How many PRP treatments will I need?

In most cases, a single injection is all that is required. However, some patients with severe injuries or degeneration may require a series of three treatments. If this is required in your case, the injections will each be separated by several weeks. While there is no limit to the number of injections an individual patient may receive, the research suggests that if no significant improvement is achieved with three treatments, then it may be wise to seek a different approach.

Does PRP have side effects?

One of the reasons why doctors frequently recommend PRP injections to patients is because the risk for side effects is incredibly low. The patient is being treated with their own blood, which means that there is virtually no chance of rejection. Moreover, PRP has a natural antibacterial effect, so infection is rare. Patients do usually experience pain or soreness for a few days after the procedure, but these effects are managed by Tylenol or prescription pain medication.

Does PRP treatment affect any medications or over-the-counter remedies?

Approximately five days before PRP injections, patients are advised to cease all use of anti-inflammatory, or NSAID, medications. This includes medications that include naproxen and ibuprofen. You may still be able to take Tylenol.

Additionally, be certain to inform your physician if you take blood thinners such as Plavix, Coumadin, or even aspirin. It may be necessary to stop taking such medications no less than one week prior to your injection.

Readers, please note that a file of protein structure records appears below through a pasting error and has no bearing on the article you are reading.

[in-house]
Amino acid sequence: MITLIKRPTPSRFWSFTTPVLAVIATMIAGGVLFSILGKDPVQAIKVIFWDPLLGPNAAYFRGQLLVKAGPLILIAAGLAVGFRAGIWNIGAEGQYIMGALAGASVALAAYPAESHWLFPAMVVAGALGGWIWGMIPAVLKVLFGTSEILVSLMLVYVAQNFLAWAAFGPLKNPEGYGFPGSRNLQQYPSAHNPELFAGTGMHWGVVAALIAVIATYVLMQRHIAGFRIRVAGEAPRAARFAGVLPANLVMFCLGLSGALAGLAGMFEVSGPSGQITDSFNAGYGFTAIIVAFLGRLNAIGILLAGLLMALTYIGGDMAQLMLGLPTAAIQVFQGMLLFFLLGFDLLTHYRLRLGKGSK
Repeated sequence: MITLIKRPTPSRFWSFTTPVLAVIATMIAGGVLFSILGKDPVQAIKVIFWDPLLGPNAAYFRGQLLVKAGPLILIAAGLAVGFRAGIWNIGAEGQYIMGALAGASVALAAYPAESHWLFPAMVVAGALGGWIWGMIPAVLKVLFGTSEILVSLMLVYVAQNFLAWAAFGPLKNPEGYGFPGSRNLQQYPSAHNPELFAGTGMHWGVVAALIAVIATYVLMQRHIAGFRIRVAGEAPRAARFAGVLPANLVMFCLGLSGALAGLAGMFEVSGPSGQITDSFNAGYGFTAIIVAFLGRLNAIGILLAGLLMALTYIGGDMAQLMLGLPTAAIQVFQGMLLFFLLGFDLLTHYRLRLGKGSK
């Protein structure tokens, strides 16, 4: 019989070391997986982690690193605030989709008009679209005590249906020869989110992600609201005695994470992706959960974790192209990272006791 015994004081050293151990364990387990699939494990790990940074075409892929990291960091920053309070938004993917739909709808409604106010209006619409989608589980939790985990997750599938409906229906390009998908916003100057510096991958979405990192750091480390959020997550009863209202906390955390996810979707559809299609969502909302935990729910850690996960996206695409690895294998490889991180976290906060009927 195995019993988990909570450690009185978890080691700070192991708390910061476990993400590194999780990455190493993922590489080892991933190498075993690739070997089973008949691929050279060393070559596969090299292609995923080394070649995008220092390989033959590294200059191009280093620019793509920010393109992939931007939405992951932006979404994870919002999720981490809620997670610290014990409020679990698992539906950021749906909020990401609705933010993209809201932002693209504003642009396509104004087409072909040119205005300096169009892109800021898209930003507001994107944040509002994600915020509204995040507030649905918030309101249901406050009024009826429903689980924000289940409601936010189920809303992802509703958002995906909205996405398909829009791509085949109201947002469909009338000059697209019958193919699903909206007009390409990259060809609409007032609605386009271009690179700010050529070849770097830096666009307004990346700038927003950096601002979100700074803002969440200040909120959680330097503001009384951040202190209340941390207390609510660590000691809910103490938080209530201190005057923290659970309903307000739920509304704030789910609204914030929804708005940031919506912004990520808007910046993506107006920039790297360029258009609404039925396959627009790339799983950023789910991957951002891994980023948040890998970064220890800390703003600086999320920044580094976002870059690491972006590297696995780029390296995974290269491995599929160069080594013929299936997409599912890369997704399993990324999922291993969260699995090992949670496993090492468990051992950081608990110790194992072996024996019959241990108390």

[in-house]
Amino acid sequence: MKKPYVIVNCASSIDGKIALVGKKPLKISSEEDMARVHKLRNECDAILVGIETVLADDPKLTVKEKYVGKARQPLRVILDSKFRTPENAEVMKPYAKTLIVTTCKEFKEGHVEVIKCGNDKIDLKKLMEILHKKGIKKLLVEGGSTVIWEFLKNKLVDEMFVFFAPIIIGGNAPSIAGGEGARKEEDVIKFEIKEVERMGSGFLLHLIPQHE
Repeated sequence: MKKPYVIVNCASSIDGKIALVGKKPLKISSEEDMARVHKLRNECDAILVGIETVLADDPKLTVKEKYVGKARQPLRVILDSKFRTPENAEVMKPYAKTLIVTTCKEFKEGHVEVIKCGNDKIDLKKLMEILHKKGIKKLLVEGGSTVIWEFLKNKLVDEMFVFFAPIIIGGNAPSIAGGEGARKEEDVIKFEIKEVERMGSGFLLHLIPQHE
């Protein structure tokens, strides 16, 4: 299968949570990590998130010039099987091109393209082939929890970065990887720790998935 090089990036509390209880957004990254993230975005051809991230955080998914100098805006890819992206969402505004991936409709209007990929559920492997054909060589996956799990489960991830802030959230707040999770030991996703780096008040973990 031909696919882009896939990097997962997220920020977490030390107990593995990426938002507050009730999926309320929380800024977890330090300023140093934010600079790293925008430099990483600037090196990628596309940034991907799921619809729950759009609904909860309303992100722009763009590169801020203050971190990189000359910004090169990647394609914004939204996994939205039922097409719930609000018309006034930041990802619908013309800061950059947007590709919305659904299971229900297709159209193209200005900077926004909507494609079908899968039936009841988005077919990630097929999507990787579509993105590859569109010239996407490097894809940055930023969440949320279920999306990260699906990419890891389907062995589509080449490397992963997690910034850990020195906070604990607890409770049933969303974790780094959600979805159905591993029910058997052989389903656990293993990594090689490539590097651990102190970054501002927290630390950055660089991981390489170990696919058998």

What should I do after having PRP therapy?

We recommend that our patients have someone drive them home after receiving a PRP treatment and that they refrain from using blood thinners for 24 hours. Additionally, patients are recommended to avoid anti-inflammatory medications like ibuprofen and naproxen for six weeks.

Some patients experience irritation in the treatment area, but this is a natural part of healing. Ice may be applied to the injection site three to four times each day for about 15 minutes each time. Extra Strength Tylenol or a prescribed pain medication also may be taken.

Be certain to limit your movements for two to three days following the procedure, and avoid heavy lifting for at least one week. If your doctor has provided you with a splint, it should remain in place for about one week.

If any swelling, persistent redness, or fever develops after the procedure, it’s sensible to contact your doctor’s office to check for an infection.

How could PRP benefit me?

PRP treatments typically are highly effective because they stimulate your body’s capacity to heal itself. It is not unusual for patients to report an approximate 50-percent improvement in the six weeks after the injection as well as up to 100-percent improvement in three months.

Because of this improvement, patients may be able to avoid more aggressive, invasive, and expensive treatment options like surgery.

PRP also may be beneficial because it is an outpatient procedure that is performed in a clinic. This means that there is no need for an overnight stay in a hospital, making this a much more affordable option.

Moreover, the recovery time from a PRP injection is far shorter when compared with the healing required with a more invasive procedure, such as surgery. This means that you may be able to get back to your favorite activities much sooner than you anticipated.

What about steroid injections?

PRP generally is the preferred treatment because it stimulates healing. Steroid injections:

  • Are temporary
  • May weaken the tissue
  • Do not heal injuries
  • May be harmful

Does insurance pay for PRP therapy?

Many insurance companies consider PRP to be a relatively new and experimental therapy. Accordingly, you are unlikely to find it among the approved procedures. Fortunately, your doctor likely can offer an array of PRP treatment packages that will meet your financial needs.